The climate research community is requesting review comments on first-round component of new scenarios for climate research.

Scenarios play a key role in climate research. They are tools to explore possible uncertain futures, but also link across the different disciplines in climate research. Based on the overall framework laid out in a publication in Nature (Moss et al., 2010), the research community is currently developing a new set of scenarios that will update previous efforts. Assessing the costs and benefits of mitigation and adaptation requires information not only on emissions and the climate system, but also on possible future socio-economic change. Researchers working on Integrated Assessment and climate impacts have together developed a new framework for such socio-economic scenarios and have started to elaborate five possible pathways. These are referred to as Shared Socio-economic Pathways (SSPs).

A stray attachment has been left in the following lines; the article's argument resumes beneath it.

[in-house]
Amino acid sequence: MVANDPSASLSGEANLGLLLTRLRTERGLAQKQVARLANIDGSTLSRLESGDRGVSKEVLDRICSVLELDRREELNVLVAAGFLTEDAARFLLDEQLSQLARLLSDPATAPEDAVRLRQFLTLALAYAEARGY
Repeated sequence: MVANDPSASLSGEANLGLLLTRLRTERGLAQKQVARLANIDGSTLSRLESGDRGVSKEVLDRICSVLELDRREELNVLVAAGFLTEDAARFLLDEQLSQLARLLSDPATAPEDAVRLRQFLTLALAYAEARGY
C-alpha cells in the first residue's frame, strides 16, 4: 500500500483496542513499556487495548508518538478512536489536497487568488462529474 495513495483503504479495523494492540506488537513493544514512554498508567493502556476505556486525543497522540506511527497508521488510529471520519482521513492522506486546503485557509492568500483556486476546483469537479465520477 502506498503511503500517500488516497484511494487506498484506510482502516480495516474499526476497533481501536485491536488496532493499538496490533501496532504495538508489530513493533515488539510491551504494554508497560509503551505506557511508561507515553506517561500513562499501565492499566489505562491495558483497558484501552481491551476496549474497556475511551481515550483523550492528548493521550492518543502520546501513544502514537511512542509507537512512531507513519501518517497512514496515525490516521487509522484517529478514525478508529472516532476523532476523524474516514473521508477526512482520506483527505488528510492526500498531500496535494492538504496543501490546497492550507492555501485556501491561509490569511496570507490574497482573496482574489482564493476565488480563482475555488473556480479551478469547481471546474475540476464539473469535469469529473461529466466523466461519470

At this stage, the preliminary storylines about future change and quantitative scenarios for key drivers (population, urbanization and GDP) have been developed. Both are currently open for review. The storylines describe five possible worlds based on different challenges for mitigation and adaptation and have been developed during a series of workshops. The quantitative scenarios for GDP and population have been developed based on these storylines by new model runs using population, urbanization and economic models from IIASA, OECD, PIK and NCAR. Available data includes population by age, sex and education; urbanization and economic development on country level.

The population and GDP scenarios have been available for review since May and will remain open until August, 31 and can be found The storylines are now open for review until September 15 and can be found at

Both elements form part of a larger process that is described in a framework paper ( The framework is built around a matrix that combines climate forcing on one axis (as represented by the Representative Concentration Pathways) and socio-economic conditions on the other. Both the SSP storylines and quantitative information on drivers will form the basis of new model runs by integrated assessment models to also describe possible changes in energy, land use and technology.

Detlef van Vuuren – PBL (, Elmar Kriegler – PIK (, Keywan Riahi – IIASA ( and Brian O'Neill – NCAR (